Grounded Oil Tanker has Crack in Hull: No need to worry, say authorities
An oil tanker that ran aground on the north coast of Taiwan, on the morning of December 1, has a crack in the hull, and is taking water, according to Taiwan’s Central News Agency (CNA).
The vessel Kang Yun, carrying 20,000 kiloliters of Aviation fuel, as well as diesel and heavy oil ran aground at around 9:00am, Thursday morning (Taiwan time: GMT+8). Harbor authorities on Thursday assured the public that there was nothing to worry about, and that tugs would tow the ship off the shore at the next high tide, due around 3:00pm that afternoon.
Two tugs were dispatched Thursday, but attempts to move the ship failed. Lines from one of the tugs snapped.
Six tugs attempted to move the 44,407 ton ship on Friday, but again failed.
Chinese language media reports Thursday morning including this Liberty Times Network Breaking News report said the tanker had suffered mechanical failure while attempting to enter Shenao Harbor. As a result, the stern of the ship had hit bottom.
Other reports, including this United Daily News report published Thursday December 1, say the accident was caused by a mis-judgement about water depth and tide. The following day, the same newspaper said the ship had suffered a mechanical failure that prevented its ability to reverse, and that the problem had been repaired Friday.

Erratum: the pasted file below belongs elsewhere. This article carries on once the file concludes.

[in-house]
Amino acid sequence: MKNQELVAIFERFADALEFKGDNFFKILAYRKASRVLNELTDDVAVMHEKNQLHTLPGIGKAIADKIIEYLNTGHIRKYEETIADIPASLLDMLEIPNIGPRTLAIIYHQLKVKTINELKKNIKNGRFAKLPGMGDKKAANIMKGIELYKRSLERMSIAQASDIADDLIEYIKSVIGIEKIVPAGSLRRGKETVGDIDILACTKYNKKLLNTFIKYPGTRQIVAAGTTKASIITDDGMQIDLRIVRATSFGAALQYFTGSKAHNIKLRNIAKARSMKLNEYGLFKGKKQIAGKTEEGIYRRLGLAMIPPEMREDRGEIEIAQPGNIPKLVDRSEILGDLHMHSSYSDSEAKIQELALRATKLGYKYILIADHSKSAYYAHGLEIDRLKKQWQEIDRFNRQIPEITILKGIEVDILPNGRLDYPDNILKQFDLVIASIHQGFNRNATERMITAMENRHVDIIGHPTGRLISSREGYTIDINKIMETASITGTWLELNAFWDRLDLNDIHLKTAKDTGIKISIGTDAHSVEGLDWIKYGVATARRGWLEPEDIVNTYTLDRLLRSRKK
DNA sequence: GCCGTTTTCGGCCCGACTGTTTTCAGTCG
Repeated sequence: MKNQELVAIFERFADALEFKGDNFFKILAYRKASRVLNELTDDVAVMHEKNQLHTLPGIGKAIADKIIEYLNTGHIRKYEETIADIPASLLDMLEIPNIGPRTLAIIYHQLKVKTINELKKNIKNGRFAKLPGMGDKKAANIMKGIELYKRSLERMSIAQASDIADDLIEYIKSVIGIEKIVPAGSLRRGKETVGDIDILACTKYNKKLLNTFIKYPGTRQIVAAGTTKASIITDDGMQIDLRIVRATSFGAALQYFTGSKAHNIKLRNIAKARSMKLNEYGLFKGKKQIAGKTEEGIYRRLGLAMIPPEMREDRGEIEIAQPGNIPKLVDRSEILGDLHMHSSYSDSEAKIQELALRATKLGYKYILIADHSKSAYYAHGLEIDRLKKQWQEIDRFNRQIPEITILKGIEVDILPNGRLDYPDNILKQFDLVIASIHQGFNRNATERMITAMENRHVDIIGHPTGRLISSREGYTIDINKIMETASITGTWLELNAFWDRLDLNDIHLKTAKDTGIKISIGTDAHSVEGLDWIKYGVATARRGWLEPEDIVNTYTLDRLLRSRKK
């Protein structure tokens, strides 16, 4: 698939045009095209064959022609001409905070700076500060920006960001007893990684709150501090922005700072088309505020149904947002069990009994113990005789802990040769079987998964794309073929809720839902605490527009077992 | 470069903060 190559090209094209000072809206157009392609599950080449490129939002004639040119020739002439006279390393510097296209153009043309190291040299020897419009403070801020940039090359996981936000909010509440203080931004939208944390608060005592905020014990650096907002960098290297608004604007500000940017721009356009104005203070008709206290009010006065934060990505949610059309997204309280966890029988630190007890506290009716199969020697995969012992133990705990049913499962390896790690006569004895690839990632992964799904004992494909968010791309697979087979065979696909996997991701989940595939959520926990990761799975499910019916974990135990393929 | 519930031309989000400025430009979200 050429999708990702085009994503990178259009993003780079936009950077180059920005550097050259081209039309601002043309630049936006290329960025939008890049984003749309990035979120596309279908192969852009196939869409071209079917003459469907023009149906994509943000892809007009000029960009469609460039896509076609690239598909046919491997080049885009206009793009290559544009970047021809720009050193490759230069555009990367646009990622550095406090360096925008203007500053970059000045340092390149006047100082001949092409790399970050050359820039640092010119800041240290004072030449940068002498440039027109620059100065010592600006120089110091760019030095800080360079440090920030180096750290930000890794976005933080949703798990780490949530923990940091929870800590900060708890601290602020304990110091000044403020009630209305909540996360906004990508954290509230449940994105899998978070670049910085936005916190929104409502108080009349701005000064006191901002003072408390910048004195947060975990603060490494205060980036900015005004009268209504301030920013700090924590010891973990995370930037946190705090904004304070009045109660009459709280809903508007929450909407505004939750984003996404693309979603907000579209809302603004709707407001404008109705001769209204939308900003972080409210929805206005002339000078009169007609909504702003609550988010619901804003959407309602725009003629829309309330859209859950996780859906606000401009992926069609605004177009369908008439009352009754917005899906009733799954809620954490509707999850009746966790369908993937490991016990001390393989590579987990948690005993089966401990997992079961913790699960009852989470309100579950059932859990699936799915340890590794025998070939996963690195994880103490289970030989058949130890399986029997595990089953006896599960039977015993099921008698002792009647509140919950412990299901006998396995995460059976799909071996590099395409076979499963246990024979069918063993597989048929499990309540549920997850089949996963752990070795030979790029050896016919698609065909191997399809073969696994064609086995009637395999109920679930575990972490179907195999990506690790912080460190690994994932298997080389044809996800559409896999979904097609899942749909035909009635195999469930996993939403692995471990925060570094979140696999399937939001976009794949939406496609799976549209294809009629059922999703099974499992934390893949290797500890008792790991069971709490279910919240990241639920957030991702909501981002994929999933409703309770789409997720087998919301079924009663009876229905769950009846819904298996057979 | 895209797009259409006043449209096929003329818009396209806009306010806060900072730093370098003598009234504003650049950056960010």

Harbor authorities, and New Taipei City EPA officials assured the public that there was little danger of an oil spill, as the ship’s stern was sitting on a sandy bottom. Accordingly, there was little chance of a break-up, as happened earlier this year when a T.S. Lines freighter ran aground and split in half on a rocky shore on the coast near Shimen Township, New Taipei City.
Despite evidence of the hull breach, authorities assured the public that there is little chance of an oil spill from the double-hulled vessel. They say another attempt will be made tomorrow, Saturday, and if that fails, they will attempt to unload the fuel ship-to-ship.
The Kang Yun, built in 1992, belongs to Taiwan’s state-owned CPC Corporation.
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